SHOP WINDOW FIGURINE
Hong Kong, China
When I was in Hong Kong they were celebrating the deity that protects fishermen. Someone told me that’s who this is. I’m not sure if it’s true, I just liked her face.
A child sleeps in a bamboo basket on the side of a road as her mother sells vegetables on the streets in Kathmandu on August 6, 2011. (©Navesh Chitrakar/Reuters)
Aug 29 Reblogged
See, Nature does have a sense of humor
The Silver Pheasant is a species of pheasant found in forests, mainly in mountains, of mainland Southeast Asia, and eastern and southern China, with introduced populations in Hawaii and various locations in the US mainland. The male is black and white, while the female is mainly brown. Both sexes have a bare red face and red legs.
This is a relatively large pheasant, with males of the largest subspecies having a total length of 120 to 125 centimetres (47 to 49 in), including a tail of up to 75 centimetres (30 in), while the males of the smallest subspecies barely reach 70 centimetres (28 in) in total length, including a tail of about 30 centimetres (12 in). Females of all subspecies are significanlty smaller than their respective males, with the largest only reaching about 70 centimetres (28 in) in total length.
Aug 28 Reblogged
Niece views Uncle brought to Hospital
Eight-year-old Sumayya, whose uncle, Imran Ali, was injured in a shootout by unidentified gunmen, looks at him as he is brought to a hospital for treatment in Karachi August 23, 2011. Karachi faced a complete shutdown after the Muttahida Qaumi Movement (MQM) announced that a day of mourning would be observed against the ongoing wave of violence that has claimed nearly 100 lives in less than a week, local media reported.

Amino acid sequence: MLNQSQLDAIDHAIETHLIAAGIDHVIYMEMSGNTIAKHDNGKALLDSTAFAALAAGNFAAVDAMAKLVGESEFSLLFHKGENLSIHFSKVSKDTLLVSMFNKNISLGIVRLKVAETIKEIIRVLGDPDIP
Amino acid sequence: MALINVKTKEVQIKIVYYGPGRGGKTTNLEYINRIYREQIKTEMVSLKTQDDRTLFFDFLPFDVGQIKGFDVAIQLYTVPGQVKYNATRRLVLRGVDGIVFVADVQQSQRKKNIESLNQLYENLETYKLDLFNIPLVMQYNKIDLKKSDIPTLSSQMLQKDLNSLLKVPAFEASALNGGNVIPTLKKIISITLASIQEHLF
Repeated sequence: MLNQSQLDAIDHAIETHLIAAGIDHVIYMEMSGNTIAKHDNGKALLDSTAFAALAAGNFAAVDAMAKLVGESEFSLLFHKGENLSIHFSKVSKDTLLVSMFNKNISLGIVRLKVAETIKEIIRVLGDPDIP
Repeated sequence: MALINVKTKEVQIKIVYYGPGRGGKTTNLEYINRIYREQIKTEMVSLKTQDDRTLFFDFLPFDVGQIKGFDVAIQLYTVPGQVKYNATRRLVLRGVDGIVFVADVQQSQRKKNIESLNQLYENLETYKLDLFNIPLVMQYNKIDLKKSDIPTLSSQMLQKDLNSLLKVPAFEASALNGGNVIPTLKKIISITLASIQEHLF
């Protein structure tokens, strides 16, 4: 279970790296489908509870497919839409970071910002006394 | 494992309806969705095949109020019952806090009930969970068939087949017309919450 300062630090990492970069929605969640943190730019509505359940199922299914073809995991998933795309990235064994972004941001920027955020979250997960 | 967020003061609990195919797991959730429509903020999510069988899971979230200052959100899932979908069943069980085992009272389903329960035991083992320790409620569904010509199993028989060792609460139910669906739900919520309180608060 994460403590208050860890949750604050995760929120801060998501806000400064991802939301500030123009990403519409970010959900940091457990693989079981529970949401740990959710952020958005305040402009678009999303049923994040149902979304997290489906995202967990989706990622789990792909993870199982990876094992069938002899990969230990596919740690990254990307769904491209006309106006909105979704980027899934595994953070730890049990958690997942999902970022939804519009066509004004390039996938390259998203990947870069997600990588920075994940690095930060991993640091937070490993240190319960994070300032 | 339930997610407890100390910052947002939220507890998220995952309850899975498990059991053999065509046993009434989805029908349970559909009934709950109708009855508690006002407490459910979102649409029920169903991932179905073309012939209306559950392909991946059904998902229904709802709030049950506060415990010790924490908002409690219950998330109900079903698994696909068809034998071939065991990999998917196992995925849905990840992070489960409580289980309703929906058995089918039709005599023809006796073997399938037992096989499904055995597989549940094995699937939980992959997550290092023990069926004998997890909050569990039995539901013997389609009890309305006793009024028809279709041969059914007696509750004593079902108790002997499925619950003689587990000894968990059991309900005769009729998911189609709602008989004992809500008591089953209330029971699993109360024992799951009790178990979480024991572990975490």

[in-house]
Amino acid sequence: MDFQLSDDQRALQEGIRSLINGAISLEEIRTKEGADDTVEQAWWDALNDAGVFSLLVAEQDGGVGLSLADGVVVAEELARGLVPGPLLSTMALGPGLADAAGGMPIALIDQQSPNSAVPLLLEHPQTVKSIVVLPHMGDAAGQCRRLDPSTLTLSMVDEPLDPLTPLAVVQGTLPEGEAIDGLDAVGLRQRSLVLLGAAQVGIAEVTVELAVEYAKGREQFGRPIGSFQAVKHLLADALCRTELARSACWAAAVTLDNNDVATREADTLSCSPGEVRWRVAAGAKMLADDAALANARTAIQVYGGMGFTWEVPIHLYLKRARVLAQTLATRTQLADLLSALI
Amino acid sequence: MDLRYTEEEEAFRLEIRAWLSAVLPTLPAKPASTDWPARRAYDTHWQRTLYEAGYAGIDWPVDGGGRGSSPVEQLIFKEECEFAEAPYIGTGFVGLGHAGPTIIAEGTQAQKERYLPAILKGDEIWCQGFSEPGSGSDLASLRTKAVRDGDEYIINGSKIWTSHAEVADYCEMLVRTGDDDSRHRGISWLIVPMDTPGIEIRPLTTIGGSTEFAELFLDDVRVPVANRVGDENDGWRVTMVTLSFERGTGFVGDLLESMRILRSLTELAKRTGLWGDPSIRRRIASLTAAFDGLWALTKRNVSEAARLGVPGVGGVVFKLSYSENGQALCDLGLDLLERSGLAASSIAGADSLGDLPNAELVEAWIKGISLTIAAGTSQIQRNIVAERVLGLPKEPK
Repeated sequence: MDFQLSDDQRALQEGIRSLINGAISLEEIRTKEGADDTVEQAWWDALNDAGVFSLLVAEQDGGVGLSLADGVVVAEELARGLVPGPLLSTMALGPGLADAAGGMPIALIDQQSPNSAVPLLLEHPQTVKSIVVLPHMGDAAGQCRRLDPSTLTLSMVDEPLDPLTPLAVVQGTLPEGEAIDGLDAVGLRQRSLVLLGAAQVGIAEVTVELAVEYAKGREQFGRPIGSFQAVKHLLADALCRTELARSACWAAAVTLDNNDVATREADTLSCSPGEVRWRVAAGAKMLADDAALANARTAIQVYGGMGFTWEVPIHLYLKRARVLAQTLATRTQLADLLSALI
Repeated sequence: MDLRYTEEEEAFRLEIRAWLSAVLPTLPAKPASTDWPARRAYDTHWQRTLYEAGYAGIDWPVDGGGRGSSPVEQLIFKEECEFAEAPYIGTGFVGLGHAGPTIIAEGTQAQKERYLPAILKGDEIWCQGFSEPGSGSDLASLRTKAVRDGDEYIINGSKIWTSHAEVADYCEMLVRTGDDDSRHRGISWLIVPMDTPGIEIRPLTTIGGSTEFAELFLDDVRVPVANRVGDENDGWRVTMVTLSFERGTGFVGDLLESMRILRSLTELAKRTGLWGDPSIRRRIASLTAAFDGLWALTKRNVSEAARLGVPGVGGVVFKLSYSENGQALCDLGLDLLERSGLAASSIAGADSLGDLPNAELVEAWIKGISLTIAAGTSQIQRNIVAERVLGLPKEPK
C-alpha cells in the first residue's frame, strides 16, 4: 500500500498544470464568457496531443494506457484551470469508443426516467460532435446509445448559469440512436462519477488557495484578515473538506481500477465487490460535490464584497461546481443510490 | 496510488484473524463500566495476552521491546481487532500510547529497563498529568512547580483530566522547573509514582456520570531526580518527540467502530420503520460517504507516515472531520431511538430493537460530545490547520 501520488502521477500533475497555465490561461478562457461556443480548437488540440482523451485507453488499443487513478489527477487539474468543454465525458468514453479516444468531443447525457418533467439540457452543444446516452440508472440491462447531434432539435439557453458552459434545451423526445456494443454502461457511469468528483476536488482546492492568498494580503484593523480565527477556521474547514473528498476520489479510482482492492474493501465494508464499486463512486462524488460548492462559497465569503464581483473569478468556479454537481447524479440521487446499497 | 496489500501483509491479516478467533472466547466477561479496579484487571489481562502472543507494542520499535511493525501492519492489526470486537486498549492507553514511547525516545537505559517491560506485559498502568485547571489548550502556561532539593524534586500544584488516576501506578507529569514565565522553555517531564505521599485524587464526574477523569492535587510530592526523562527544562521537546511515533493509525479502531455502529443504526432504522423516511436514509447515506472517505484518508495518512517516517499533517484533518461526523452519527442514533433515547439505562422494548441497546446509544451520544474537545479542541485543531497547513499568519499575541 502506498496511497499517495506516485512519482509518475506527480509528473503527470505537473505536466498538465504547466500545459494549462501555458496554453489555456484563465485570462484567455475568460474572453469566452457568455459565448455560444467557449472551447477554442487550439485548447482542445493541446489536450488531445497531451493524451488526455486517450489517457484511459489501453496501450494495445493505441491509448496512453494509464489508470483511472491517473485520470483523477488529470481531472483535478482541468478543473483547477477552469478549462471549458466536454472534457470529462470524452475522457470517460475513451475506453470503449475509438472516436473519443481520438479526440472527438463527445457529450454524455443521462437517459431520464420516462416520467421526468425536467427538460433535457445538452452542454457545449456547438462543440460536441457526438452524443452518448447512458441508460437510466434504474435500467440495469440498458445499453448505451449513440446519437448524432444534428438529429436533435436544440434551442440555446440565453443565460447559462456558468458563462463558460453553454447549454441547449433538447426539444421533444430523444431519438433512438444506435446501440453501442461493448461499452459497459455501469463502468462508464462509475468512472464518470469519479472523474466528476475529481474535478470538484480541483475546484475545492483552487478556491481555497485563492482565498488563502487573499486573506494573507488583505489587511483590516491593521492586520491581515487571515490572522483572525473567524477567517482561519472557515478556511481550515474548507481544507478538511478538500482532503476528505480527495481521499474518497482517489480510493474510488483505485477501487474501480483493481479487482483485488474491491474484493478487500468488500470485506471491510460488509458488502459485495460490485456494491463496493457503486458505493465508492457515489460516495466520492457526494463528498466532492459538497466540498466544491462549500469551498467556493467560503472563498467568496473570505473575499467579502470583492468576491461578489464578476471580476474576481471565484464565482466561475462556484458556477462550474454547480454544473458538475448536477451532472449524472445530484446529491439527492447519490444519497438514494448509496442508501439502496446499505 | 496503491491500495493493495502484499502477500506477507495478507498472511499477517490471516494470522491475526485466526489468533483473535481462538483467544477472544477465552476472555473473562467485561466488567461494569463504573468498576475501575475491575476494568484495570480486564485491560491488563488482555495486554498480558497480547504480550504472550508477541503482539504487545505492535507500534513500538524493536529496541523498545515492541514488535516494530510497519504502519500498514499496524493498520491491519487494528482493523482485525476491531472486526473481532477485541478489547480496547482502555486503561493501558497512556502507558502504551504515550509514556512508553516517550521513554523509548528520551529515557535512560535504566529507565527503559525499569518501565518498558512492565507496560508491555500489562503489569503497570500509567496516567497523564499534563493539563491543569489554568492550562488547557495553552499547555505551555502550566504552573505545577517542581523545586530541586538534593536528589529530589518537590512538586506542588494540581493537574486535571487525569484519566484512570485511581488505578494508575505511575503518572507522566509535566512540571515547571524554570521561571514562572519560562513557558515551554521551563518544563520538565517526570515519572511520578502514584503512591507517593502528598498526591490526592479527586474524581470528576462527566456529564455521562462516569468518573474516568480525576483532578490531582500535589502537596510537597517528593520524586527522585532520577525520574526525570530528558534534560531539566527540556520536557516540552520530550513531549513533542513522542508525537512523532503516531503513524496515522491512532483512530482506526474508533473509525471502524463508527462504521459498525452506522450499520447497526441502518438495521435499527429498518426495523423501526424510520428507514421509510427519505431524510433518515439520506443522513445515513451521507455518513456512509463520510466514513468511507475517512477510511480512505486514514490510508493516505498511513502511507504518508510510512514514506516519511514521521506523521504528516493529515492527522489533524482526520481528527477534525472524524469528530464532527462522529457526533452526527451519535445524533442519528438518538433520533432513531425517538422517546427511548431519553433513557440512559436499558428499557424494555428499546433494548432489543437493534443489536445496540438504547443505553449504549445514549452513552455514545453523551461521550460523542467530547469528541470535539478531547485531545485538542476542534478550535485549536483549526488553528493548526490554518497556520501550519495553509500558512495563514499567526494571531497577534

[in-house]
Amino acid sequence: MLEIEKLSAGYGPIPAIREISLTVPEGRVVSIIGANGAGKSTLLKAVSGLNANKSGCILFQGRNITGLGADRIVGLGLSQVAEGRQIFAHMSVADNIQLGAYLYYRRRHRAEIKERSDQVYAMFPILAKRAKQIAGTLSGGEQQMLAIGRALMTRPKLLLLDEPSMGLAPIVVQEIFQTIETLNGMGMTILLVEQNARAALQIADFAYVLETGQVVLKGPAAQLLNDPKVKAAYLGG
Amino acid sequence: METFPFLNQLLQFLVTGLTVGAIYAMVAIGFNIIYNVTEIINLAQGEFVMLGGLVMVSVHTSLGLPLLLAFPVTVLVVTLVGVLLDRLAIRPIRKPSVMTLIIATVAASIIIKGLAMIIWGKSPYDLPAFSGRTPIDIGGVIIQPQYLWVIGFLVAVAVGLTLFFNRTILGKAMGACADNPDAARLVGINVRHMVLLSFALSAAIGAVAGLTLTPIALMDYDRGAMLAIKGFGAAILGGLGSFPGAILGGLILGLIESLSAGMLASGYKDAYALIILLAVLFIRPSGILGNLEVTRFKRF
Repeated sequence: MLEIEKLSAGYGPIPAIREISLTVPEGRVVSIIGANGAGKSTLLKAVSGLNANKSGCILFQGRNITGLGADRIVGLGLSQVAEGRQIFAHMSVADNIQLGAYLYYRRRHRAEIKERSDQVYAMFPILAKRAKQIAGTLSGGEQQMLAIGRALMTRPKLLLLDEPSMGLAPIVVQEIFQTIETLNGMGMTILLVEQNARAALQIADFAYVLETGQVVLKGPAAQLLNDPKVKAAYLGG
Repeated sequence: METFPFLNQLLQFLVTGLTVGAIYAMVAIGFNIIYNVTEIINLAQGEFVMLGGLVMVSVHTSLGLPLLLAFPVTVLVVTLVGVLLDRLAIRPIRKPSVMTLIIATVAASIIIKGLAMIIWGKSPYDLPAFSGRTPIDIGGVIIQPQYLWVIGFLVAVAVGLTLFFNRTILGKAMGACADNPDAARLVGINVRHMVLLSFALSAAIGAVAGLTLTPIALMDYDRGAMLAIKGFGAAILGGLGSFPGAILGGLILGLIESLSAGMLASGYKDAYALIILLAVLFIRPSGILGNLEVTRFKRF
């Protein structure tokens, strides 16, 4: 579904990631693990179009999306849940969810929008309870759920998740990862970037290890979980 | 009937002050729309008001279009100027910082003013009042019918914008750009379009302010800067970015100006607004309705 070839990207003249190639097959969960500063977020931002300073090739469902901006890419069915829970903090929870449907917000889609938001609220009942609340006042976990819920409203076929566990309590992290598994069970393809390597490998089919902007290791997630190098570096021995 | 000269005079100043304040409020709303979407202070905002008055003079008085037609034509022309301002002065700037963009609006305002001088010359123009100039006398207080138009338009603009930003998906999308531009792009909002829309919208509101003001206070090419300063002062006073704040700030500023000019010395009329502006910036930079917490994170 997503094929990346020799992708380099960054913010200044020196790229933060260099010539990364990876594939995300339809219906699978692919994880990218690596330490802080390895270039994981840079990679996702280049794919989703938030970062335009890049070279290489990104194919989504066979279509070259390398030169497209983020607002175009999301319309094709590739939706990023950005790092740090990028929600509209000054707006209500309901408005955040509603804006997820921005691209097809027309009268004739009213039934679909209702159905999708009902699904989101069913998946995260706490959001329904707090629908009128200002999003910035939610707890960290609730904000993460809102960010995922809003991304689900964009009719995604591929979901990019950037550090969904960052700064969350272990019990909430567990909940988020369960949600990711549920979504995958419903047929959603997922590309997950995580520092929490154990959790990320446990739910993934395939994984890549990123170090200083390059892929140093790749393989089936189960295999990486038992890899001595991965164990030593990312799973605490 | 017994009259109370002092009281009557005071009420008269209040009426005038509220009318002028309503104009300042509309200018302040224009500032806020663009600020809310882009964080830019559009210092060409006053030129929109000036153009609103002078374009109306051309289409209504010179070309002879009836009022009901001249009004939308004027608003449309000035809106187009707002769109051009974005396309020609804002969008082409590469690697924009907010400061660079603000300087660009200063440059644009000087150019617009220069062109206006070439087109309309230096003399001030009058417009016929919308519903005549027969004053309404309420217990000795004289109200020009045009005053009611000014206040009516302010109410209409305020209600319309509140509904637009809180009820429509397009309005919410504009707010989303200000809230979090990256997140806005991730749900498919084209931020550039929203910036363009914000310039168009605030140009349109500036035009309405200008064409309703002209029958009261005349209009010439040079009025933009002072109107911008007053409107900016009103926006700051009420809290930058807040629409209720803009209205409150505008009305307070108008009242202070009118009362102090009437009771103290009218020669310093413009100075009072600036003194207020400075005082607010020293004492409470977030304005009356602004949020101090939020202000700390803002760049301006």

Aug 23 Reblogged
At first I thought this was a take on a Van Gogh painting (you know which one I mean?), but it’s a photo of Batik Fabric being laid out to dry
BATIK - photo byBeawiharta for Reuters
A worker lays batik cloth out on the grass to dry in Solo, central Java province August 2, 2011. Indonesia will host the World Batik Global Summit next month in Jakarta, Indonesia Cabinet Secretary Dipo Alam said last week
Aug 22 Reblogged
I had NO IDEA deer grew fangs, but musk deer have fangs instead of antlers…weird for an animal that’s an herbivore.
SIBERIAN MUSK DEER
Posted by: fishytania.blogspot.com
MUSK DEER, maybe they should be called Tusk Deer? These little beauties resemble small deer with a stocky build, and hind legs longer than their front legs. They are approximately 80 to 100 centimetres (31 to 39 in) in length, 50 to 70 centimetres (20 to 28 in) tall at the shoulder, and weigh between 7 and 17 kilograms (15 and 37 lb). The feet of musk deer are adapted for climbing in rough terrain. Like the Chinese water deer, a cervid, they have no antlers, but the males do have enlarged upper canines, forming sabre-like tusks.